The Dead Love
The Dandy Warhols
Meet the singer-songwriter on the edge of a breakout. About to release her debut EP, Don’t Let the Kids Win, Julia Jacklin is an artist to watch. Bringing us sweet melodies and poetic lyrics all the way from Australia this past weekend at TURF, Jacklin took a minute before the performance to talk. We learned that behind the scenes the singer has a winning personality and sense of humour that makes her more endearing.
Check out our interview where we learned a few unknown things about the singer.
1. She makes men cry
Q: What’s the most emotional song you’ve ever written?
JJ: Don’t Let the Kids Win, which is the title track for the album. I didn’t think it was super emotional, I mean it is, but the reaction I’ve gotten from crowds is just great, weird and amazing.
Q: Weird how so?
JJ: Just tears, a lot of tears. I just did a tour around the UK and grown men were coming up to me and were like ‘I cried and I feel ok about it.’
Q: How do you feel about that?
JJ: *laughs* I feel a little bad about it actually! It’s pretty crazy that it brings out such an emotional reaction from people that I’ve never met. I didn’t realize the power of it before I started playing it outside of Sydney.
2. Her break-up songs bring people together
Q: What is your favourite part of performing?
JJ: I like being able to talk to people after shows and learn something about people I’ve never met before and hearing all of their stories and how they have a totally different emotional reaction to a song than me, or what I thought possible.
Q: What’s been your favourite fan story you’ve heard so far?
JJ: I played a show in Sydney and this couple came up to me and were like ‘Oh, we did our first dance at our wedding to this song.’ and I was like…that’s interesting. That’s a really sad break up song. It makes you realize what someone is taking away from your music, even if it’s not what you intended, it’s rewarding.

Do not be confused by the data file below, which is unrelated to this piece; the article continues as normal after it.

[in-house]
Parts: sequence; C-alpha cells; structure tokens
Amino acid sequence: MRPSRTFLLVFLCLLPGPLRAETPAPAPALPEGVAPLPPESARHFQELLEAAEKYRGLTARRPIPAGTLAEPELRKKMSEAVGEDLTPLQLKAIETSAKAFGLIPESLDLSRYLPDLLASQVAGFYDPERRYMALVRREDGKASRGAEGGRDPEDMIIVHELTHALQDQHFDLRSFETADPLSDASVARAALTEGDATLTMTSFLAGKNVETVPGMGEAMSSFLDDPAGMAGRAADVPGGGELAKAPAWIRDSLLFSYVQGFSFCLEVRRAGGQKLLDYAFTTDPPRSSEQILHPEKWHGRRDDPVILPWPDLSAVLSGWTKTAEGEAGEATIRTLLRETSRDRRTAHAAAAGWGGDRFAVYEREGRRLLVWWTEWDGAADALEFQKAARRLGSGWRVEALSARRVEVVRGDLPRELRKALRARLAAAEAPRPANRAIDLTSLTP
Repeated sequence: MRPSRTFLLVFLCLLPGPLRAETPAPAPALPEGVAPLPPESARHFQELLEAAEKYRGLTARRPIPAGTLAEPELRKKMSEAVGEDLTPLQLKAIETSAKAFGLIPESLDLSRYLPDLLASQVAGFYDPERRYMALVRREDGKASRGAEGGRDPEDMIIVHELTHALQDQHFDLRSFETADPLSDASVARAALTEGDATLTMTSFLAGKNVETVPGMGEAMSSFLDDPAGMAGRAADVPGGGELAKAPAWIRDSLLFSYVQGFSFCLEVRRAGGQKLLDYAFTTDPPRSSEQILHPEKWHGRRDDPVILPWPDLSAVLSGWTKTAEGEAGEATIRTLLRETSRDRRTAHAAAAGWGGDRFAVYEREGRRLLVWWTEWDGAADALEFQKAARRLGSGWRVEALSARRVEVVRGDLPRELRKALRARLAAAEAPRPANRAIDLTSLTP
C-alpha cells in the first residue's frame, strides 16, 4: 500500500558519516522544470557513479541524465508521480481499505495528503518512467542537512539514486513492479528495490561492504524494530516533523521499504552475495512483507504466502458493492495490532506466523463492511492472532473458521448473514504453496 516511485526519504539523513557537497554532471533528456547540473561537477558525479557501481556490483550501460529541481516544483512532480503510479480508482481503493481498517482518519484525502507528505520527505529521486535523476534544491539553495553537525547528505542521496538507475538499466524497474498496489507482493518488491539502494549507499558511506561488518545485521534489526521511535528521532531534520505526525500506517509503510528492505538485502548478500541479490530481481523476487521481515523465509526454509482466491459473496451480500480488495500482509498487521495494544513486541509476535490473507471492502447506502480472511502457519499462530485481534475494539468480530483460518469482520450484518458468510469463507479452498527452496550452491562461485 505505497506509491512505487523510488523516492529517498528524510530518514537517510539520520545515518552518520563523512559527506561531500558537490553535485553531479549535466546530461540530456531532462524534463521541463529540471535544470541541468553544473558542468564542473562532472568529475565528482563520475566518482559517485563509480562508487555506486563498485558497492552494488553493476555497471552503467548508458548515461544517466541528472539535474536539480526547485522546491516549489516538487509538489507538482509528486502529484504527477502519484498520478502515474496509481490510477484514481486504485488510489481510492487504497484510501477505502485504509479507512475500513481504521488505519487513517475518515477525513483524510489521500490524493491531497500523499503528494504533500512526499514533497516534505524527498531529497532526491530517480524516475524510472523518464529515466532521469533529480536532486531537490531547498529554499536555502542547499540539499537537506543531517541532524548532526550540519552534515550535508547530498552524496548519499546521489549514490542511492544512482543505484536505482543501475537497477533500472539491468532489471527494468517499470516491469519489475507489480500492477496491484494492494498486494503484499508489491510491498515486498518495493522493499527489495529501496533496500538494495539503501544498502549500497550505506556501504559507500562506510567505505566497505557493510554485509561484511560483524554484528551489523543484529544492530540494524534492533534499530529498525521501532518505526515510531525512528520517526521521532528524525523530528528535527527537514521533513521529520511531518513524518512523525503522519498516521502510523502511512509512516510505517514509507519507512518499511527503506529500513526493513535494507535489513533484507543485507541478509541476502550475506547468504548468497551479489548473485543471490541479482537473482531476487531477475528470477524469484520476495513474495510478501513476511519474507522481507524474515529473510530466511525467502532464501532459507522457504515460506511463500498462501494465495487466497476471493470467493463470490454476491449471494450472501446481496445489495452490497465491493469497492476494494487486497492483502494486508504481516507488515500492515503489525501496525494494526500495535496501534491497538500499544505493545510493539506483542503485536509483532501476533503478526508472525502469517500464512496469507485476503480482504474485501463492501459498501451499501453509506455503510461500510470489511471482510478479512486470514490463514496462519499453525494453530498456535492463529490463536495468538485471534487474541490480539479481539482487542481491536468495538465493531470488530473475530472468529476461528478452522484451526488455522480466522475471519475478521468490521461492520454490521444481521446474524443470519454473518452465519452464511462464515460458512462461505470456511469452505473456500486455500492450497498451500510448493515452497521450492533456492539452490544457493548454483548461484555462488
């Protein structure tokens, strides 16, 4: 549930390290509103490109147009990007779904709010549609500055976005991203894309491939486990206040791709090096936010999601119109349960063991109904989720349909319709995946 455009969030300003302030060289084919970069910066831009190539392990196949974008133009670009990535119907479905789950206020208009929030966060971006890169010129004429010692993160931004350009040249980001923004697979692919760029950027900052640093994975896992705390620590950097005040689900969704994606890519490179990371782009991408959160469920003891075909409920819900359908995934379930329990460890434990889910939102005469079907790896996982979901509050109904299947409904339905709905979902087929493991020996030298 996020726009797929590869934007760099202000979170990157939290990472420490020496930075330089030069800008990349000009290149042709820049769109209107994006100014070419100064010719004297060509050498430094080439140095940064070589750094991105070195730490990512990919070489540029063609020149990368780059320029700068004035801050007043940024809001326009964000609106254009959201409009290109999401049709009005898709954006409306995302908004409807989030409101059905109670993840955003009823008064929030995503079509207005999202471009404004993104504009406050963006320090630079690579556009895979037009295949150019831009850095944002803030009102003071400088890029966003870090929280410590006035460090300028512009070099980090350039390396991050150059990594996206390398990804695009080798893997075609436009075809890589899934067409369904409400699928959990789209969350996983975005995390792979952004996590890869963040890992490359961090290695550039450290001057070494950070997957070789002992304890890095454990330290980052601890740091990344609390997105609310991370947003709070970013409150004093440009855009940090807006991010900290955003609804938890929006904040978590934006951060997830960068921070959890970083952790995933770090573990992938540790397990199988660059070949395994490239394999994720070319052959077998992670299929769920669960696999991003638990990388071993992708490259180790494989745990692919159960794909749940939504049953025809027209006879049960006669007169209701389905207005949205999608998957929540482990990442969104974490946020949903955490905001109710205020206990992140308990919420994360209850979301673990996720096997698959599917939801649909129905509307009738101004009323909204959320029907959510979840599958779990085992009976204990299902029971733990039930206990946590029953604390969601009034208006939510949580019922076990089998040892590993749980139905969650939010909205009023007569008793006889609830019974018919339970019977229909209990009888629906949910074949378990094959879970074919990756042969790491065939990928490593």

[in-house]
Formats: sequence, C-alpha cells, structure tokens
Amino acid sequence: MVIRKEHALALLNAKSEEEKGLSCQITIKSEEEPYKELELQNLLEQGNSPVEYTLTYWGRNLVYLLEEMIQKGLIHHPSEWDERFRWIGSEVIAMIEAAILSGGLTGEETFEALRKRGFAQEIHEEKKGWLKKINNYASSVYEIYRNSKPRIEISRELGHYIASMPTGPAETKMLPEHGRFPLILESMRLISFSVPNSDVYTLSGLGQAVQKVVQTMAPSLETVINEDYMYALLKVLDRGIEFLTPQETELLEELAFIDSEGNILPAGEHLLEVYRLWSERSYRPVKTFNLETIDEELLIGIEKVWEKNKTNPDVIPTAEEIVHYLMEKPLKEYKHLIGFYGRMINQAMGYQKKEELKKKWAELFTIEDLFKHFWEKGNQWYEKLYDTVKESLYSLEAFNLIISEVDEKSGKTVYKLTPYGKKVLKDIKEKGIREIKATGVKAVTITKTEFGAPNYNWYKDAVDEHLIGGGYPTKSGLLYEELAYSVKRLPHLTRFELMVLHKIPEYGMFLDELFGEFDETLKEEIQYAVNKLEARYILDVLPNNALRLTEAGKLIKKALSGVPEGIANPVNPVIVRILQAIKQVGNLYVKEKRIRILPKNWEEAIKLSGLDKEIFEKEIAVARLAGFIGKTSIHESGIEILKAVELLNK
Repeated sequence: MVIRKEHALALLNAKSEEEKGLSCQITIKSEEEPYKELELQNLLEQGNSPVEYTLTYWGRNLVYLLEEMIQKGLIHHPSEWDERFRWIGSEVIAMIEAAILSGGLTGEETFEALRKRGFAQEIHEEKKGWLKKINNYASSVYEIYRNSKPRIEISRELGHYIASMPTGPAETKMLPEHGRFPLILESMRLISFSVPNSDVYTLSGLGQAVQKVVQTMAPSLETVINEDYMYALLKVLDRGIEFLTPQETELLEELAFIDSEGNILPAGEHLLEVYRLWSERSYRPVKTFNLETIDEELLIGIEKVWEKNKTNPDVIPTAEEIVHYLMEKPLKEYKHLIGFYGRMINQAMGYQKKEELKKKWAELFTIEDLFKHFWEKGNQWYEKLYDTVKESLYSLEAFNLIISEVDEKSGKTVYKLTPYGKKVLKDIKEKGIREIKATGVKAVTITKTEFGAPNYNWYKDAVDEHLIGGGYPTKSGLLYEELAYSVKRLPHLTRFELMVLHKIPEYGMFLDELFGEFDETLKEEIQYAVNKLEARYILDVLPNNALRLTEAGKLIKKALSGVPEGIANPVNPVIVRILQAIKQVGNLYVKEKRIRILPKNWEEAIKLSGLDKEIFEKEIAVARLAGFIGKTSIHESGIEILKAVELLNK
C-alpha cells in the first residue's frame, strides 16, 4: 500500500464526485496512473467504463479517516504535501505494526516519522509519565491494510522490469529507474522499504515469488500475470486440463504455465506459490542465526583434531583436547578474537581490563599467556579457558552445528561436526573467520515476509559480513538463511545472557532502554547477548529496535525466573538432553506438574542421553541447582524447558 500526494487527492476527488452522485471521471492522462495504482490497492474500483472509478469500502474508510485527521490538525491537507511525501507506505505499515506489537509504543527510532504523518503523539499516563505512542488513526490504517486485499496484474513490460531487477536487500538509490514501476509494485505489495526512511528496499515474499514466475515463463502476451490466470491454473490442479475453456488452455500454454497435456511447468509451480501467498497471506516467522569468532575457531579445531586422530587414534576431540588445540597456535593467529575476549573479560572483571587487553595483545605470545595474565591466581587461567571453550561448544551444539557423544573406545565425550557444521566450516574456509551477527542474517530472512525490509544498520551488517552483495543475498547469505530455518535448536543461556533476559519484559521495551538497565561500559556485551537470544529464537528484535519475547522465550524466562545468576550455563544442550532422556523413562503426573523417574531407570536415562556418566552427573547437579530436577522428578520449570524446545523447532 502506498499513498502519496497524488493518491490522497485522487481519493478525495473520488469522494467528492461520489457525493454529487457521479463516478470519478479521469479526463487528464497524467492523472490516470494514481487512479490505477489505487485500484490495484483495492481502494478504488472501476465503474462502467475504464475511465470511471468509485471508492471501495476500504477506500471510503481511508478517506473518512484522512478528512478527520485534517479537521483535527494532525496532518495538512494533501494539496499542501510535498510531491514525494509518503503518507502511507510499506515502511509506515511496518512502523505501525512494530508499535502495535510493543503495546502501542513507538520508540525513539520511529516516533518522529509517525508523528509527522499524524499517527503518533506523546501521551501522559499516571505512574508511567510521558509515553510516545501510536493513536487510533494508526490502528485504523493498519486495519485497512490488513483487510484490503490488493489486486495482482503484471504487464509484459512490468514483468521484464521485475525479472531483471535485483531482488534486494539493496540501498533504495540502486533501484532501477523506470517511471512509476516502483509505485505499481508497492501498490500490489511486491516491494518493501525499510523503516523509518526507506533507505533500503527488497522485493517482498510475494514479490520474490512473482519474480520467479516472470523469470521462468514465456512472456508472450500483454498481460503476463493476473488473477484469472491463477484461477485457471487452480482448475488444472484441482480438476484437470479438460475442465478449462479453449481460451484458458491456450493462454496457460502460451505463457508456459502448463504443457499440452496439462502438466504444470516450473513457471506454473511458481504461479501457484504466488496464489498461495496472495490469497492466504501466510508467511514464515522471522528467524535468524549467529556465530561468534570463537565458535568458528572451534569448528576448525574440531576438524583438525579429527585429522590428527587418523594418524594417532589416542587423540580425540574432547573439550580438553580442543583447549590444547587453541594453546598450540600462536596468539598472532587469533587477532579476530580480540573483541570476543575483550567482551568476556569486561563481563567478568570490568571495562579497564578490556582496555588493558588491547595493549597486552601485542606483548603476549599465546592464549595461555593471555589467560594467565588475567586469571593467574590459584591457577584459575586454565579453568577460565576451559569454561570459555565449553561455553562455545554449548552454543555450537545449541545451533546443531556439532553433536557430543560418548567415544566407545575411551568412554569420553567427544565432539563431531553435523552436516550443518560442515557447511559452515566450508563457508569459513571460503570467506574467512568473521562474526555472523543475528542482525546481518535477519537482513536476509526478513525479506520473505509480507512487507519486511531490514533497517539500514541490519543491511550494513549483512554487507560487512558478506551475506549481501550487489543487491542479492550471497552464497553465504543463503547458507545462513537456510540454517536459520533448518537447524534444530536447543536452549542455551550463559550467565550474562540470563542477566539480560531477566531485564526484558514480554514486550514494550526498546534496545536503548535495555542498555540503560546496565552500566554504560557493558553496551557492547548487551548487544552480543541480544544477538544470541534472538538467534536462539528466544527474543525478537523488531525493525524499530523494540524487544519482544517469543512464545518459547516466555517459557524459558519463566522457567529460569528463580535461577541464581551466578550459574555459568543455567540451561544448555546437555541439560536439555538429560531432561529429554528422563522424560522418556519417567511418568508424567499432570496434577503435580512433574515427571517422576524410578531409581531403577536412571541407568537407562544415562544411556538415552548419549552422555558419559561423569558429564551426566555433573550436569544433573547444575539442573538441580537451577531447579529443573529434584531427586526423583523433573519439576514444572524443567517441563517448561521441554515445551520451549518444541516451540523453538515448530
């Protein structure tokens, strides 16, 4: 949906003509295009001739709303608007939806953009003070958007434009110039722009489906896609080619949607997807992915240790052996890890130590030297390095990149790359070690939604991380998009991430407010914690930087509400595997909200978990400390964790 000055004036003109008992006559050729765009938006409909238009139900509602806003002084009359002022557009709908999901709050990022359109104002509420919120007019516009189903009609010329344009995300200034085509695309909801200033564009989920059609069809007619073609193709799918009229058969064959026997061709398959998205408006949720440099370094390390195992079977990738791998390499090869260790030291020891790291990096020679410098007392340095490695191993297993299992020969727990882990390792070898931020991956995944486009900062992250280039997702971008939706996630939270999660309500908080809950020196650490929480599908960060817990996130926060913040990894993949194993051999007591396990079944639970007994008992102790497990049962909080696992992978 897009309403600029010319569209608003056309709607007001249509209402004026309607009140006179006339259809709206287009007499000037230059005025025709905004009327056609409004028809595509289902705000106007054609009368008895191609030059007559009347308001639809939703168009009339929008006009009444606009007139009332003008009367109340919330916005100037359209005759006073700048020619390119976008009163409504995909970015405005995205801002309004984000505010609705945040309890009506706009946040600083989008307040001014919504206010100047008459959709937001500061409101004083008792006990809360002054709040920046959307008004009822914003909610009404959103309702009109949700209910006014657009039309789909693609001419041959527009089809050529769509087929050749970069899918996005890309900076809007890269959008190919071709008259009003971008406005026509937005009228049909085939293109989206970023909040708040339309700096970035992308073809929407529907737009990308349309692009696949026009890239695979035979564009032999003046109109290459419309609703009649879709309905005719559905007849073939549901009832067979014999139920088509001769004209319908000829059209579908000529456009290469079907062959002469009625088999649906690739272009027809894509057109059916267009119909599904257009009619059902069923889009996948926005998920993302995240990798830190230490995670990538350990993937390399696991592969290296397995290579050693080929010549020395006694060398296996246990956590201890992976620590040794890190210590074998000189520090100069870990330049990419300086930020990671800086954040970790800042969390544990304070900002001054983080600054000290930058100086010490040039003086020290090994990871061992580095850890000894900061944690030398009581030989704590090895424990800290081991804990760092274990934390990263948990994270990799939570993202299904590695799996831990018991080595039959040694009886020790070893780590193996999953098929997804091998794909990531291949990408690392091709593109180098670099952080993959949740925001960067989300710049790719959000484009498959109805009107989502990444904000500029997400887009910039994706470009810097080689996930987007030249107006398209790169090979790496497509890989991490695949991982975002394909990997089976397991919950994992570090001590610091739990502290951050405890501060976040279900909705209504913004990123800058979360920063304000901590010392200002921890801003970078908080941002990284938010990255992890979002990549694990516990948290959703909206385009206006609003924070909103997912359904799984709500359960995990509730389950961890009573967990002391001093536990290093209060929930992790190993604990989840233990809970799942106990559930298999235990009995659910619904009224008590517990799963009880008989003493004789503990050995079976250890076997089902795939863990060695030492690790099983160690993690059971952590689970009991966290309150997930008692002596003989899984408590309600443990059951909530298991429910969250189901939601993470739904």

3. She used to phone it in
Q: What was the first song you ever performed?
JJ: It was a song called something really lame like The Sea Captain. It was a folk song about a wife waiting for her sea captain husband to return home.
Q: Why do you think that’s lame?
JJ: Looking back I can see what I was doing. I was trying to be a folk song writer and I was listening to a lot of better writers than me. I was like, I have to be singing about these things that mean nothing to me…like…a sea chanty. When I lived in a landlocked area and I grew up in the 2000’s. Obviously I have no idea what it’s like to lose a husband to the ocean.
Q: How did you find your own song writing skills?
JJ: I realized after I had written a bunch of those terrible songs. I was like, ‘these sound terrible and no one wants to hear them.’ Because they feel bad to sing if they’re not coming from a real place. Even if you have a good voice, when you’re singing disingenuous lyrics it doesn’t matter. Get over yourself and have a bit of fun. No one needs melancholy folk songs about forests.
4. She laughs at herself
Q: Worst song you’ve ever written?
JJ: Oh, I have so many. I listened to one the other day that was just so bad. My friend sent it to me because I asked if he had any of my old demos, because I was curious. It was called something like, Wolf at The Door and it was talking about a man and some relationship I had never experienced. He was a wolf and I was a sheep…it was just really, really bad. I was like ‘please never show this to anyone ever.’
5. She knows how to play children's cartoon theme songs on the sax.
What was your first instrument and why did you play it?
JJ: *Silence* Do you have Bob The Builder here? The first instrument was the saxophone. I played it because the school training band needed a saxophone player…and that was all that was left. I played it for six months and I hated it. The first song we had to learn was the Bob The Builder theme song, the kids show. It was just so bad. I wanted to learn some cool cheesy sax line, not a children’s cartoon theme song.
What did you do after that?
JJ: I moved on to theatre.
What was the best play you acted/ sang in?
JJ: Fiddler on the roof. I had no lines, I was in the chorus, chores member number twelve.
Don’t Let The Kids Win is out October 12th. Check out the video for the second track, Leadlight, off of the album below and photos from her TURF performance here.
No rain, no construction, and a lot of sun, the final day of Toronto Urban Roots Fest ended on a bright note. Death Cab for Cutie ended the festival and shared the spotlight with Jimmy Eat World, The Hold Steady and many other amazing acts. Check out the photos below!